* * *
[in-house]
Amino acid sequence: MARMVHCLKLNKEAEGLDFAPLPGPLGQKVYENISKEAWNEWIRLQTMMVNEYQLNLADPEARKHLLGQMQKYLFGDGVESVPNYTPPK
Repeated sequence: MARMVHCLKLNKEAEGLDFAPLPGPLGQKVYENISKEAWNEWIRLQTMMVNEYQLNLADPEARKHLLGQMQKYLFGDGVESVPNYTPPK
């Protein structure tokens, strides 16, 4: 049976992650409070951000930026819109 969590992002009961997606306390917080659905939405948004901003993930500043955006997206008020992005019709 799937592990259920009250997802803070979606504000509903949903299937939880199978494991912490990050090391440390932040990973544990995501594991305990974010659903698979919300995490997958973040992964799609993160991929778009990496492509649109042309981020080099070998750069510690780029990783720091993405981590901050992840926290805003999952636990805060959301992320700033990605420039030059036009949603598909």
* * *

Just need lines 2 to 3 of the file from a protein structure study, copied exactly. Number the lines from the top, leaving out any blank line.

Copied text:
Amino acid sequence: MARMVHCLKLNKEAEGLDFAPLPGPLGQKVYENISKEAWNEWIRLQTMMVNEYQLNLADPEARKHLLGQMQKYLFGDGVESVPNYTPPK
Repeated sequence: MARMVHCLKLNKEAEGLDFAPLPGPLGQKVYENISKEAWNEWIRLQTMMVNEYQLNLADPEARKHLLGQMQKYLFGDGVESVPNYTPPK